Interface problems hold back Linux, users say

Oddsmakers in this town probably aren’t betting against Linux, but the operating system’s users and vendors both believe that its old-style command-line interface makes it a long shot for moving beyond its current niche as an Internet infrastructure building block.

At his keynote address Tuesday at the Linux Business Expo Conference, one of the special programs held here at Comdex/Fall 2000, Miguel de Icaza, president of Helix Code Inc. in Cambridge, Mass., said Linux is plagued with user interface problems that make it difficult for both end users and systems administrators. For example, just loading packaged applications is a complicated endeavor.

“We need to reach users who don’t care about the system, people who don’t care about the computer, people who don’t want to learn about the computer,” he said.

Although saying that some strides have been made in that direction, including from his own company, an e-commerce supplier, de Icaza bemoaned the fact that systems administrators still struggle to install applications on Linux and that antiquated versions of Gnome, a graphical-oriented user interface for the operating system, continue to ship with different distributions of Linux.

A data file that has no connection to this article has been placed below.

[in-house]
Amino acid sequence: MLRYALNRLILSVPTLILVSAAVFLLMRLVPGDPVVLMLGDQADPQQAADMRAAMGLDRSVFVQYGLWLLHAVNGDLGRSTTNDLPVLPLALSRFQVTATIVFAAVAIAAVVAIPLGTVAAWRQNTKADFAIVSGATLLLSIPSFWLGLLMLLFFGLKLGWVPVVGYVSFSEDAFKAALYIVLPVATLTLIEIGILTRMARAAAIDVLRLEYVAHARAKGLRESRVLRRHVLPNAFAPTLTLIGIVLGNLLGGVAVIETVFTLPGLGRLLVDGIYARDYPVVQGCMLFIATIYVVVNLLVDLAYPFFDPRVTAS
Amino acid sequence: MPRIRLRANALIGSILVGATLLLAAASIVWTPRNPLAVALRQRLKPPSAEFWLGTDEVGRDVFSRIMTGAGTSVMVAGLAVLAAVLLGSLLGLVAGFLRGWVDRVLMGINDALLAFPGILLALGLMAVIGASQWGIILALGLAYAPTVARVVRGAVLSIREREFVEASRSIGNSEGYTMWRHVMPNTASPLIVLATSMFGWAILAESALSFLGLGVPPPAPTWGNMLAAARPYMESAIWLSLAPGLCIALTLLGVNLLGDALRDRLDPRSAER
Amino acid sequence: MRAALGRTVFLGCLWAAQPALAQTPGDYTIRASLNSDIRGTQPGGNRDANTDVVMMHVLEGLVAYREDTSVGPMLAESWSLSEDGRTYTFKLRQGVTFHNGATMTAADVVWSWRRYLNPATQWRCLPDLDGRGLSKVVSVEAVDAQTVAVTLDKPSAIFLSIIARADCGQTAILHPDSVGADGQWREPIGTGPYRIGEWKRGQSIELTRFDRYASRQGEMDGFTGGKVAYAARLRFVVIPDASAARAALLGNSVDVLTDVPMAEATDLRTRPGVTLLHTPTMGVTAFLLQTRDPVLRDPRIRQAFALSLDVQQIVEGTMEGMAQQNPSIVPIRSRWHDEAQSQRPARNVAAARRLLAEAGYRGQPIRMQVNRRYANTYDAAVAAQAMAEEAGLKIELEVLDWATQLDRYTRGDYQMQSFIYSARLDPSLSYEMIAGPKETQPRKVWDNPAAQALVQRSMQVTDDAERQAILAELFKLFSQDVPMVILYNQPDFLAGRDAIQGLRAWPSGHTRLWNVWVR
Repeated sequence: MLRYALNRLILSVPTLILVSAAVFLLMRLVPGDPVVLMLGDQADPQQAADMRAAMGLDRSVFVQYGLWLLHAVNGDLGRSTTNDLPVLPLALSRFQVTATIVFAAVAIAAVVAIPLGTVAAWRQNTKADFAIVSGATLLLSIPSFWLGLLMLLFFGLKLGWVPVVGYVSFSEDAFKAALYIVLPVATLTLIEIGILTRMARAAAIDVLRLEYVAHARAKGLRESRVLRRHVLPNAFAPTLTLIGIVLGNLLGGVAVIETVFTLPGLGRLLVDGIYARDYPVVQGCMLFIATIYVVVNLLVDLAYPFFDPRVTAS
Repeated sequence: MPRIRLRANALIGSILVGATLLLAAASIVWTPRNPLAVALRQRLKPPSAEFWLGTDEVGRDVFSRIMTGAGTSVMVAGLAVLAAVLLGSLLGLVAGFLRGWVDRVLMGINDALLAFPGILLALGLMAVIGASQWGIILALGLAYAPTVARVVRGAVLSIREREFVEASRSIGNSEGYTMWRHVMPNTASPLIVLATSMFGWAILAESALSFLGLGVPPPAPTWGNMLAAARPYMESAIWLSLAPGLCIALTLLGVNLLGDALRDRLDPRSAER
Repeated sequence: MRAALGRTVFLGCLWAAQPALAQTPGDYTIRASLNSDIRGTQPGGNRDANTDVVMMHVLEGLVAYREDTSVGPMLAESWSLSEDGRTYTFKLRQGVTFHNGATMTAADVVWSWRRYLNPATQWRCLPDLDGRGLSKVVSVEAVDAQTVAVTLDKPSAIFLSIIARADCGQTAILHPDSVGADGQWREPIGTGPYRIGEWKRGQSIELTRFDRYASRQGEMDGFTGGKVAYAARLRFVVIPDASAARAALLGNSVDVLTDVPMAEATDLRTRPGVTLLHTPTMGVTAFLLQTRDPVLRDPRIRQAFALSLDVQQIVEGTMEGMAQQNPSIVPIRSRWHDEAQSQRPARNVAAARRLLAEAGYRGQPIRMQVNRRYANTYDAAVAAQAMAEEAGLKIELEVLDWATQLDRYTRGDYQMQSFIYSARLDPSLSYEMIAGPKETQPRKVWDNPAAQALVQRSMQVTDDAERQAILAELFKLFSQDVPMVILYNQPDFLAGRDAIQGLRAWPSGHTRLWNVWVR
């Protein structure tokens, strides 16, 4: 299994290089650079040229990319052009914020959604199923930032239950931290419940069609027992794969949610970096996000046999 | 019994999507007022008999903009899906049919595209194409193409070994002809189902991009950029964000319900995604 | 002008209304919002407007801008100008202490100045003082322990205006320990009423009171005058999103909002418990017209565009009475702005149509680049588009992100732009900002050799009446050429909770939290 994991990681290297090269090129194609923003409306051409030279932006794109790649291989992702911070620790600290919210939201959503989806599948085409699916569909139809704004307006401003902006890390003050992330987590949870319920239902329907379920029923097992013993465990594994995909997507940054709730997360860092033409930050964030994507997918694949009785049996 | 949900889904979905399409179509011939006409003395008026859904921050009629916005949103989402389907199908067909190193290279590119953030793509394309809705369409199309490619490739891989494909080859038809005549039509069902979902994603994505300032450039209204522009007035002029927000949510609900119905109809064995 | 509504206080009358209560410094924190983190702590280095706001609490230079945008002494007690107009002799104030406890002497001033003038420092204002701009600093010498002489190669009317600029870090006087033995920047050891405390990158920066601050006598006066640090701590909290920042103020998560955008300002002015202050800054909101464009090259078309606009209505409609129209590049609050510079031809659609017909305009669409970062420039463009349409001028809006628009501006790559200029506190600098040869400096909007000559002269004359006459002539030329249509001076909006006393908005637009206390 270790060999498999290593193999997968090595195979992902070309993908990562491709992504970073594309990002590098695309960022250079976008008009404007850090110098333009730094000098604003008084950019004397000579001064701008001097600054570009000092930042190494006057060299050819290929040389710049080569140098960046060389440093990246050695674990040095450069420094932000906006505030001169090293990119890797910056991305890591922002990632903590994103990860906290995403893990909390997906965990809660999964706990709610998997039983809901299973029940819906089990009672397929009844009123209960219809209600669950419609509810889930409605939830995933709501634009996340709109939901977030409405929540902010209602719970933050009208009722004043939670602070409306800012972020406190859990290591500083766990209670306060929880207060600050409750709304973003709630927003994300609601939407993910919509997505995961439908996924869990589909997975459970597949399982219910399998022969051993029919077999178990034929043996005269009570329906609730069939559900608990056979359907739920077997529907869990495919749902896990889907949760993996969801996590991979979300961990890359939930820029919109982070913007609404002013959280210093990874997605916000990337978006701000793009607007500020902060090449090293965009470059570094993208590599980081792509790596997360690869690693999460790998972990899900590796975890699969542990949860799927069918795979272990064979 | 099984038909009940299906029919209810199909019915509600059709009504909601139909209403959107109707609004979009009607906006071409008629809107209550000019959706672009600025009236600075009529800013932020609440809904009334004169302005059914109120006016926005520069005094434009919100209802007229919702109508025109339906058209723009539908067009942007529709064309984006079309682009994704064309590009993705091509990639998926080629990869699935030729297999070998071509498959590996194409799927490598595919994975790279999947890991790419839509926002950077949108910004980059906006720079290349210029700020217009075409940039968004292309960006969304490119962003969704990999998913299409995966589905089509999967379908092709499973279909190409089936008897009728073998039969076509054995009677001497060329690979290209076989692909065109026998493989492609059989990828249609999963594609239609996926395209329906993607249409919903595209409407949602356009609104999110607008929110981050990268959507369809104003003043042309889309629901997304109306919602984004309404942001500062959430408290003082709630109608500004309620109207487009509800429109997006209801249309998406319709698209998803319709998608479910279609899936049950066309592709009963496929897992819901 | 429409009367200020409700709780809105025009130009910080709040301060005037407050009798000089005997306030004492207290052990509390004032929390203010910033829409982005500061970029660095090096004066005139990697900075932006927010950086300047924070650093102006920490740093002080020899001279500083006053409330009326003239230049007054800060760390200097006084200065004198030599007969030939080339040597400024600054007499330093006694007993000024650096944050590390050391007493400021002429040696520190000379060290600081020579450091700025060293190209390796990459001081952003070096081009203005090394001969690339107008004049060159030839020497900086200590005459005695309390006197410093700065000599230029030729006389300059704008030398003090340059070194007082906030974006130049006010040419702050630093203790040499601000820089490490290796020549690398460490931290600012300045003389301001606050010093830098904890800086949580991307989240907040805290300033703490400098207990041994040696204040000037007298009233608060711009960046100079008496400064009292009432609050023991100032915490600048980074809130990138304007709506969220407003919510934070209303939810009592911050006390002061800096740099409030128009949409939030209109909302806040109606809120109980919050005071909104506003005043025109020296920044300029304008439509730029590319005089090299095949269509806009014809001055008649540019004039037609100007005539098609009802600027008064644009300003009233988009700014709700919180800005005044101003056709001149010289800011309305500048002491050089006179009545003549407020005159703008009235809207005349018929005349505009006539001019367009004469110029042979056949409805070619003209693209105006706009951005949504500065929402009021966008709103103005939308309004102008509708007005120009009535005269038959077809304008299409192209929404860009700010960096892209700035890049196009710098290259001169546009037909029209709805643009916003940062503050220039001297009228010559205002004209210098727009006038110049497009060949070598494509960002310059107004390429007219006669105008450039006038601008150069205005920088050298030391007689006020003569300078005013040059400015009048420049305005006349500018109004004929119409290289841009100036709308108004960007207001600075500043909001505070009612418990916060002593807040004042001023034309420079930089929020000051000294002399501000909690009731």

Raymond Chambers, a systems administrator at Brigham Young University in Salt Lake City, agreed. “The [user interface] in the different distributions is certainly an issue,” he said.

“But you have to balance between standards and innovation,” Chambers added.

Dean Chambers, professor emeritus at the University of California, Riverside’s computer faculty, and Raymond Chamber’s father, said Linux is widely used inside the UC system.

“You can see the train coming,” he said.

Both men said they feel that Linux will be on corporate desktops in the coming year.

Adam Farkas, director of business development at e-commerce vendor ArsDigita Corp. in Cambridge, Mass., said, “The issue goes deeper than the [user interface]. It’s about usability. The [open-source] community needs to do more than do a Windows knockoff.”

De Icaza said some are looking at the fundamentals of computing to address usability. But, he warned, it’s better to focus on a realistic goal of perfecting the user interface “so non-users will be comfortable with it.”

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